This is the time when we see spring fading and summer taking over as the days draw out and the
long sunny days bring lots of colour and the start of the abundant harvest of vegetables and fruit.
The spring display of 39000 bulbs was memorable and although some came out early and others late
it has been a good splash of colour.
The flower show season has started too and at Chelsea Flower Show there was a garden for the
Magna Carta celebrations designed by Patricia Thirion and Janet Honour, which we have had the
privilege of helping the team at the runnymede-on-thames hotel install the garden in theirgrounds
for everyone to come and enjoy. We look forward to seeing it mature in the future.
It is also the time of year when the lawns are growing a-pace and the borders are getting fuller, and
the colour is bursting out everywhere. It is a very busy period for all gardeners keeping the edges
trimmed, lawns fed and mowed, borders weeded, plants tied in and supported; the vegetables being
sown and planted in the Walled Garden: beans – runner and climbing French, dwarf French and
broad beans, 6 typesof cucumbers, salad leaves, radishes, carrots, 4 different types of leek, 3
various spinach, red onions, beetroot, courgettes, pumpkins, sweet corn, salad burnet, sweet cicely,
lemon verbena, oregano, nasturtium, spring onion, alpine strawberries, calendula and mints –
Chocolate Peppermint, Moroccan, Banana, Grapefruit, Apple, and Swiss mints. Tomatoes and
peppers are growing under cover.
Tree of the month – Red horse chestnut, Aesculus x carnea
We have a number of these trees planted around the estate and at this time of year they are easily spotted because of their intense red blooms standing up from the foliage, although it can take up to 10 years for them to flower.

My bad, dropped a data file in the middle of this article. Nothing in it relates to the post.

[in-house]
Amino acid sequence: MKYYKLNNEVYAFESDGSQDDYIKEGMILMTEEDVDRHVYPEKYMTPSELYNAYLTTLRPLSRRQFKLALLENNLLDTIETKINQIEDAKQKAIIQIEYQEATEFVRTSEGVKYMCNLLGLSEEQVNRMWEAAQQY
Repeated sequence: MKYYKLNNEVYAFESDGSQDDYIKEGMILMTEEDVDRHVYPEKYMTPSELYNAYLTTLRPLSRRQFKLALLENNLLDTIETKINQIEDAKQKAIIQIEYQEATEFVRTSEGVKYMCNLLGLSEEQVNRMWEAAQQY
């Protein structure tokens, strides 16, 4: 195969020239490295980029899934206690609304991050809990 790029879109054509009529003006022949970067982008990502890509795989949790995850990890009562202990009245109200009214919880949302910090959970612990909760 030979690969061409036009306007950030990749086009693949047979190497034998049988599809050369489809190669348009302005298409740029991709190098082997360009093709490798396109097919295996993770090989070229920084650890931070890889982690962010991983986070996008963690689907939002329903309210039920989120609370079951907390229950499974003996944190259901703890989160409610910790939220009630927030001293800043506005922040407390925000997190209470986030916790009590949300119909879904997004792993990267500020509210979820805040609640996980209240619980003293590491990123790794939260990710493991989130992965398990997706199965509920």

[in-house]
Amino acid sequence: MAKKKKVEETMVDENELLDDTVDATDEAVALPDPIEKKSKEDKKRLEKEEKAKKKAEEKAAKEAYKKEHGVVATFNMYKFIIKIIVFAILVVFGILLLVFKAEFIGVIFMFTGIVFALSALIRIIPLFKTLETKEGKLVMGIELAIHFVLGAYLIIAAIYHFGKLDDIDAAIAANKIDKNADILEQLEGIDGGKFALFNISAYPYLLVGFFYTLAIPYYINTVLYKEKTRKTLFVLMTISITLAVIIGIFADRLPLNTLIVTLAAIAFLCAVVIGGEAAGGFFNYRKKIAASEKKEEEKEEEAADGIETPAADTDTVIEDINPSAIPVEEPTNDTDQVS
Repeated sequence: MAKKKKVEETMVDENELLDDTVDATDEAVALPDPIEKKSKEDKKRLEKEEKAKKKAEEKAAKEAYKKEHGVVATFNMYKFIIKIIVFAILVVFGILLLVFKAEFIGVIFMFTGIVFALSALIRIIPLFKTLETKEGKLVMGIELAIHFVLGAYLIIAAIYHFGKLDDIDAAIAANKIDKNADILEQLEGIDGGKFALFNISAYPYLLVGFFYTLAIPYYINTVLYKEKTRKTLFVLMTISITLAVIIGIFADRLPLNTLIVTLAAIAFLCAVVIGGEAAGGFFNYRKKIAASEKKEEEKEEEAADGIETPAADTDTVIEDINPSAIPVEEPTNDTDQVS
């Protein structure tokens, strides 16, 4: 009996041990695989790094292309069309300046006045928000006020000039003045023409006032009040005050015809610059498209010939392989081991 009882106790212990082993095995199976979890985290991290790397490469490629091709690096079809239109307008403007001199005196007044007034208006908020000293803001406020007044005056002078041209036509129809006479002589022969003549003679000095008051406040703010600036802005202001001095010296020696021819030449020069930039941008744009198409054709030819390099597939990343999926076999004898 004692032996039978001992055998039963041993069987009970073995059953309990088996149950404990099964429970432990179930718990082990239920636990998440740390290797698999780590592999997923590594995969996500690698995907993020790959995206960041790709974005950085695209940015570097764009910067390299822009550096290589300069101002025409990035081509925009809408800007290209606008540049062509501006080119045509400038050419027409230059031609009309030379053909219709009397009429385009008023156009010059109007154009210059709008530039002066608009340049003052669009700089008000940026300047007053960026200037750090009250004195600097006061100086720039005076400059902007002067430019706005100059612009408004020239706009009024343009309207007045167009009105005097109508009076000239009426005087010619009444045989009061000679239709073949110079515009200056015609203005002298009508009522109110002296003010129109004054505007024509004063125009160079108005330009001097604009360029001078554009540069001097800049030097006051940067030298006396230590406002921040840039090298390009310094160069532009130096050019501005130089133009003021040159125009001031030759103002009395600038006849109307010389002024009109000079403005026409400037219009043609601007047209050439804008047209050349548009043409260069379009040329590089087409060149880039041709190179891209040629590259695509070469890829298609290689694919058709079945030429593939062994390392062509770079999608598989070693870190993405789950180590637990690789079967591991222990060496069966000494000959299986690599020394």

A medium size tree able to grow to 20m high and prefers slightly acid soil and full sun or light shade.
Herb of the month – Mint mentha
We have 10 various types of mint in the Walled Garden and each one has a different scent and taste.
Mints will grow in most conditions but prefer a slightly damp, moist soil with shade at the roots &
sunny top, although will survive in some shade. Mint can be invasive so we grow ours either in brick
containers and buckets.
Most mints can be used to treat gastro-intestinal disorders where their anti-flatulent, antispasmodic
and appetite promoting actions are needed. Good for nervous headaches and agitation. The herb
and oil can be used in baths to treat cuts and rashes. Wide dental, cosmetic and confectionary use of
their oils. Well known culinary uses. Mice and rats dislike mint.
In ancient times the Greeks used to clean their banqueting tables and added it to their bath water to
stimulate their bodies; the Romans used it in sauces, as an aid to digestion and as a mouth freshener
and it is they who first brought mint to Britain
Flower of the month – Wisteria.
Around The Grove we have lots of wisteria both blue and white. The blue ones are just going over now but the white varieties are coming into their own.
They can climb as high as 20 m above the ground and spread out 10 m laterally
We prune ours at least twice each year and sometimes 3 times depending on the season.
It can take several years for a wisteria to start blooming.
Watering and feeding wisteria is important in summer especially those that are up against a wall as the heat of the wall and the pourosity of the brick or stone dries out the soil and draws moisture from the plant
We have a lot of box hedges and balls at The Grove and there is one feature – the parterre – that is
about to be removed because we have the dreaded ‘Box Blight’ and in order to protect the
remaining buxus hedges it is necessary for us to destroy the infected plants. So later in June one of
our prime bulb display areas will be going. But we have some exciting plans for this area, so watch